My Day by Eleanor Roosevelt

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BOSTON, Sunday—It is becoming more and more of a mystery to me how newspapers acquire non-existent news. Here am I in Boston, and I open the morning paper and find things about my own family which have no real foundation in fact, but the "reliable source" is never divulged, so it will probably remain a mystery to me and to many others who have the same experience.

Many people were sorry to learn of the death of Arthur Brisbane. His column was always well written and interesting to read, and though I knew him very slightly, I always enjoyed meeting him.

This living in a hotel without any obligations except to spend several hours a day in a hospital, is a most restful existence. As my two older sons saw me off at the train the other night, they remarked that their wives grew weary in Washington because of the numbers of engagements that always seemed to be hanging over them, and at home life was simpler. As a matter of fact I imagine that it is all a question of what one is accustomed to doing. I should find it probably quite difficult, for a short time at least, to do the things which are every day obligations to my young Texas rancher daughter-in-law. In any case the more youthful members of the family settled down to White House routine with great ease, and Chandler continues to behave as though the White House had always been her playground.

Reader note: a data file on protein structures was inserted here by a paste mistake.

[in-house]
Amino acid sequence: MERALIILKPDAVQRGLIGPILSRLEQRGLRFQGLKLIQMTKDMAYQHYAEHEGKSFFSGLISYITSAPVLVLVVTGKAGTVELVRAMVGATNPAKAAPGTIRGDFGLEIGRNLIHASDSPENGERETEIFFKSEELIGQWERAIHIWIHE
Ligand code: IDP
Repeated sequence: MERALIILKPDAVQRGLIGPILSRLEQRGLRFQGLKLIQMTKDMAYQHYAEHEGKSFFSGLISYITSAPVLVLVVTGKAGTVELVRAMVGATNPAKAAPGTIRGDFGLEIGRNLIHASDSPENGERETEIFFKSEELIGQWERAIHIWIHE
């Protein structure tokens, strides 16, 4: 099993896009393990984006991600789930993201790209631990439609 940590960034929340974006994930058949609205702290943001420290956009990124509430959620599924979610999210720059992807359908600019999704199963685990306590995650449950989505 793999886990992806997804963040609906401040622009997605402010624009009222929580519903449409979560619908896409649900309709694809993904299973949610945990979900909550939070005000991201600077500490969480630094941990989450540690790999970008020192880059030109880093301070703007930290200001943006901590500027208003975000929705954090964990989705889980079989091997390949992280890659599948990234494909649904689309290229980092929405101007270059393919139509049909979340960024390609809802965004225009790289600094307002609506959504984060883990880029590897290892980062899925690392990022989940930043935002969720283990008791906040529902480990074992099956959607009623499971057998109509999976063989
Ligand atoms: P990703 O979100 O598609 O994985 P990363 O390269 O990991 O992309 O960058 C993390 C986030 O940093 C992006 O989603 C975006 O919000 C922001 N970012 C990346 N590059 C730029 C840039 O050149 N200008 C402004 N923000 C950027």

Franklin Jr. is improving, and we are all looking forward to finally leaving the hospital, for no matter how good a hospital may be, nobody wants to stay there any longer than is necessary. Yesterday was a very good day and we are reading aloud a book which provides us with plenty of thrills to counteract the monotony of our own days. It is the latest book written by Webb Miller.

We still continue to spend a great many hours just waiting round, for I never knew the time when hospital routine worked out exactly as it was scheduled to work, but as I look back over a rather long life, waiting round is one of the things which are inevitable where illness is concerned, so you just want to keep some occupation handy which you can pick up whenever you are told politely to step out of the room or to just wait until something or other is done. The really busy people are the nurses and doctors, so you are glad enough to wait patiently and store up activity for the time when you may need it yourself.

E.R.
TMsd 27 December 1936, AERP, FDRL